“I believe that engaging in the artistic/creative process is inherently therapeutic. Just by allowing yourself to imagine and to express something visually, you are relaxing your mind, releasing an idea into the world and opening yourself to the possibility of shifting perspective. Art can also serve to start a conversation -- with others or with yourself. While I am personally most excited to help others actively participate in the creation of artwork, I also feel strongly that the artwork created serves an important role in the reflection, dialogue and storytelling that can contribute to a path of positive change.” – Tova Speter
Arts & Healing Network is delighted to present one of the 2013 AHN Awards to artist, art therapist and muralist Tova Speter. We are deeply inspired by her dedication to art as a healing catalyst. In particular, we really appreciate how she weaves communities together to create murals that empower and strengthen communities all over the world. We applaud her immense talent, sense of playfulness and creative vision.
To learn more about Tova Speter and her work, please visit her web site. You might also enjoy the video about her Esperanza Mural and the video about her Argentina Mural. Lastly, you might enjoy this recent interview with Tova about her public art piece, “Play Me.”
Below is an interview with Arts & Healing Network Director Mary Daniel Hobson with Tova Speter from November 2013
Mary Daniel Hobson: Can you tell me a little bit about your background in the arts and how you got interested in art therapy and mural making?
Tova Speter: Though I had an interest in the arts instilled in me from a young age, I never would have guessed that it would turn not only into my career path but also into my passion in life. I always loved engaging my creativity -- first through craft, then through ceramics and finally through drawing and painting. Growing up with an aunt who is an artist has always been inspiring, opening my eyes to a variety of media and styles; but while I knew how participating in the arts made me feel good, I had never heard of art therapy nor made the direct connection between art and healing. In college I majored in psychology and minored in art and thought I would combine the two and pursue a career in the field of advertising. A brief advertising internship quickly influenced my decision to change course, noting that using my creativity to "manipulate" other people was not really the path I wanted to follow. A friend suggested combining the psychology and art in the field of art therapy, and I decided to enroll in an introductory course offered at Lesley University. Something clicked immediately as I found myself loving going to the library to read as much as I could about the field. Within a year, I enrolled in a Masters Program in art therapy, sincerely excited by the idea that I can use my interest in the arts to help other people and that I can help spread that "good feeling" I had always felt while making art.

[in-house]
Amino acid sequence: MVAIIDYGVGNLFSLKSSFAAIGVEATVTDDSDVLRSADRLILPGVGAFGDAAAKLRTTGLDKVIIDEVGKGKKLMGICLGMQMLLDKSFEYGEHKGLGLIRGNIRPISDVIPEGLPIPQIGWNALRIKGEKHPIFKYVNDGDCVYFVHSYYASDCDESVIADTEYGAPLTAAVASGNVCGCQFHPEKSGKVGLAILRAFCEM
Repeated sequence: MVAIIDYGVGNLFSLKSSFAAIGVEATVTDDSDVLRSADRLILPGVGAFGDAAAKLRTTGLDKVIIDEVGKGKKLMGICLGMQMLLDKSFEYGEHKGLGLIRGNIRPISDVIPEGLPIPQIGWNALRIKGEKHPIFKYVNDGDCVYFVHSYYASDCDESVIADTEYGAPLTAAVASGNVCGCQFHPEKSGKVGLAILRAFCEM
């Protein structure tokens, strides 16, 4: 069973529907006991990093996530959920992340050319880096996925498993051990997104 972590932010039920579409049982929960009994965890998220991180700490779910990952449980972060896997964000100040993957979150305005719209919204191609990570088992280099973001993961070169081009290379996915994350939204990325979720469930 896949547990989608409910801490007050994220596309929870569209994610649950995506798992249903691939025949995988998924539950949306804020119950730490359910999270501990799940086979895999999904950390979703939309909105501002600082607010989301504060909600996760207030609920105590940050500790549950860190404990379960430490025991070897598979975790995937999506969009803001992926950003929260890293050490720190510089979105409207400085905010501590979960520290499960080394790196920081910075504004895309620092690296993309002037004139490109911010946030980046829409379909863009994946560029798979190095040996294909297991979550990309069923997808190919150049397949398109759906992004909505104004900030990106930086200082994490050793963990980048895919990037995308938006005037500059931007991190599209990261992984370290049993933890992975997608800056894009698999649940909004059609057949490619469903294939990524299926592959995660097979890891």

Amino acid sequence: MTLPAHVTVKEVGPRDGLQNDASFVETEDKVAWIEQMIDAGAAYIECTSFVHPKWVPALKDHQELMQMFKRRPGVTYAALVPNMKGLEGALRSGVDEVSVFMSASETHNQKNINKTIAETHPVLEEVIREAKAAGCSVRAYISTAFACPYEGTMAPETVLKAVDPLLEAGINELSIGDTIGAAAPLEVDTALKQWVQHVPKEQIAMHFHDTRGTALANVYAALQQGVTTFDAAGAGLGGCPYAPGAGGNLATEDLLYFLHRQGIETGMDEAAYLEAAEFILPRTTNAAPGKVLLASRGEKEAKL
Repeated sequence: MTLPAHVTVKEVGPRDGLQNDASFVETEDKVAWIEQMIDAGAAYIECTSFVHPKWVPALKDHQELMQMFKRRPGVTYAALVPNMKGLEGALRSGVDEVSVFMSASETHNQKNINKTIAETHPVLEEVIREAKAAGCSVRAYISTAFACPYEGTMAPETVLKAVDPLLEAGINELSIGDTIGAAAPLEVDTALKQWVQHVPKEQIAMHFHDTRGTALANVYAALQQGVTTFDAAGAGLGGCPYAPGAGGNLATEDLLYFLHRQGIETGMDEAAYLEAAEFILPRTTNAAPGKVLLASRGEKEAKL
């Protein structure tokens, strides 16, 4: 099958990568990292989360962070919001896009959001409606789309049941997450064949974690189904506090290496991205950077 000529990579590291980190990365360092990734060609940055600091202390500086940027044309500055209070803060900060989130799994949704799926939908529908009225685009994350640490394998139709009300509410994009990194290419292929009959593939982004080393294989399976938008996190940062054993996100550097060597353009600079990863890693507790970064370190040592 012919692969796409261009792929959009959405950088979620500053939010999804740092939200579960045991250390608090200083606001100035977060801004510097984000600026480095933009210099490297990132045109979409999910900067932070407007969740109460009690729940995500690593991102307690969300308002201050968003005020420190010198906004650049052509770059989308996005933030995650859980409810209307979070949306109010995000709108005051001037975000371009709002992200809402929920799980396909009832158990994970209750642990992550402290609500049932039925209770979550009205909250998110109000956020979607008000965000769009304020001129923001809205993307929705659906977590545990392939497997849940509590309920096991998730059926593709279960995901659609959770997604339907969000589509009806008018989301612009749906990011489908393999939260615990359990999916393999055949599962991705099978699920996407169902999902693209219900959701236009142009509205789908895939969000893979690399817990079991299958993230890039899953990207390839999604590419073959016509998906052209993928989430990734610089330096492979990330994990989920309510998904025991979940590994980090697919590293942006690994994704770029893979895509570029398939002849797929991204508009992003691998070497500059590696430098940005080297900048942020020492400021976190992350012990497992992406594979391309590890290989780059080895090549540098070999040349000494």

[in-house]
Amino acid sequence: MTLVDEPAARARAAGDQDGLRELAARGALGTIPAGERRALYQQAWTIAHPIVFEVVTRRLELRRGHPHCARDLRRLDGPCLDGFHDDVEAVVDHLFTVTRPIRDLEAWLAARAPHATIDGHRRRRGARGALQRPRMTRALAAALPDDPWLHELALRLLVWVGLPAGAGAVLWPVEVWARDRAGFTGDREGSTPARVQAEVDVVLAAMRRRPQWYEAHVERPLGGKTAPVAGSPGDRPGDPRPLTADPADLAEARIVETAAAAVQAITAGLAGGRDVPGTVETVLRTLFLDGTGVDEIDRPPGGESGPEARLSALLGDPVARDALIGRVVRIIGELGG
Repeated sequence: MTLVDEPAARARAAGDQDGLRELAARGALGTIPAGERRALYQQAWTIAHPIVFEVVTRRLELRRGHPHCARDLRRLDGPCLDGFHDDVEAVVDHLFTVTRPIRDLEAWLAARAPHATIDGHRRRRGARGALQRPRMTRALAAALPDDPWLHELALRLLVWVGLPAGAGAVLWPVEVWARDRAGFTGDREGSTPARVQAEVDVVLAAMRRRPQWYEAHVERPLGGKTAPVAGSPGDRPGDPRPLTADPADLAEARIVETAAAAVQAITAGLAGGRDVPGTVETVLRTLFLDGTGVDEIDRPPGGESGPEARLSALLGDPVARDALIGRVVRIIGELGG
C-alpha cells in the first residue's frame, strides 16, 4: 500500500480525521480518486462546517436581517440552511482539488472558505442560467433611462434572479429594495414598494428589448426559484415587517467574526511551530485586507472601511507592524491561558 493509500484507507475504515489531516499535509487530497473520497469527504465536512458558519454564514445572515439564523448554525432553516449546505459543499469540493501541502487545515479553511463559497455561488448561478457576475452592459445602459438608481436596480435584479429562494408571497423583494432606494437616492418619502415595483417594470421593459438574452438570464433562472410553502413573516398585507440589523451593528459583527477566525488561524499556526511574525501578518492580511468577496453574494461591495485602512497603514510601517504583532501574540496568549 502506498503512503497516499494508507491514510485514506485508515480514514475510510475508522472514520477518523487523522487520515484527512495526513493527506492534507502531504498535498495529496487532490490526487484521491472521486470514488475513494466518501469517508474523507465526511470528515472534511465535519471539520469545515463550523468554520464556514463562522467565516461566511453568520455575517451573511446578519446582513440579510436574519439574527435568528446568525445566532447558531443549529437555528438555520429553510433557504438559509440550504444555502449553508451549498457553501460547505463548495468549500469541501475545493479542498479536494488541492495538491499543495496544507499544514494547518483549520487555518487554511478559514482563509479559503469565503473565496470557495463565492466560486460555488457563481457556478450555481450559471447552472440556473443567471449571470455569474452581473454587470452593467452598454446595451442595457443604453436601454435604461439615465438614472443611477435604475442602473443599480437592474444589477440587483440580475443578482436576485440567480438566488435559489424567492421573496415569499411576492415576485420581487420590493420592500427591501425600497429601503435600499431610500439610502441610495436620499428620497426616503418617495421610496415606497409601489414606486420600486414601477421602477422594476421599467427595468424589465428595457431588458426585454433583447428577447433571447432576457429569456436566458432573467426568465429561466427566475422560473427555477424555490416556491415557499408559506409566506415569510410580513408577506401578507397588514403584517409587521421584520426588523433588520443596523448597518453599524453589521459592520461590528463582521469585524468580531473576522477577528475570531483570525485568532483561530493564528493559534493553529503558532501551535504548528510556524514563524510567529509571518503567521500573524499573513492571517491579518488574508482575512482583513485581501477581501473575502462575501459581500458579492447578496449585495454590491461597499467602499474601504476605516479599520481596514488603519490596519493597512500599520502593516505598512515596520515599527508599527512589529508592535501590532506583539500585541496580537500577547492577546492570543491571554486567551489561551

Mary Daniel: Why do you believe that art can be a catalyst for healing and positive change?
Tova: I believe that engaging in the artistic/creative process is inherently therapeutic. Just by allowing yourself to imagine and to express something visually, you are relaxing your mind, releasing an idea into the world and opening yourself to the possibility of shifting perspective. Art can also serve to start a conversation -- with others or with yourself. While I am personally most excited to help others actively participate in the creation of artwork, I also feel strongly that the artwork created serves an important role in the reflection, dialogue and storytelling that can contribute to a path of positive change.
Not everyone is able to express themselves through words alone. My work as an art therapist offers an alternative mode of self expression, and it is not only for "artists" as some think. Even those who do not consider themselves "good at art" can benefit from taking some time to explore and process in a new way. It can be focused on a specific directive or just a cathartic release; it can act as a metaphor for problem solving or help build self-esteem. Art-making reaches a deep place within oneself that is not necessarily rationalized and filtered in the same way that we are prone to do in our general interactions.
Mary Daniel: You have done so many wonderful mural projects around the world. How did you first get interested in mural making? What do you especially love or appreciate about this way of working?
Tova: I painted my first mural in college when I noticed a boring white wall outside the laundry room where students gathered and had nothing interesting to look at. Painting large turned out to be fun, so when I graduated early and found myself with some extra time, I decided I wanted to try to volunteer locally to paint another mural. I called city hall and explained what I wanted to do, and they laughed at me. They kept transferring my call until someone at the department of education connected me to an elementary school that might be interested. I went once or twice a week to paint while school was in session and was rewarded daily with the wide-eyes of the students witnessing my work.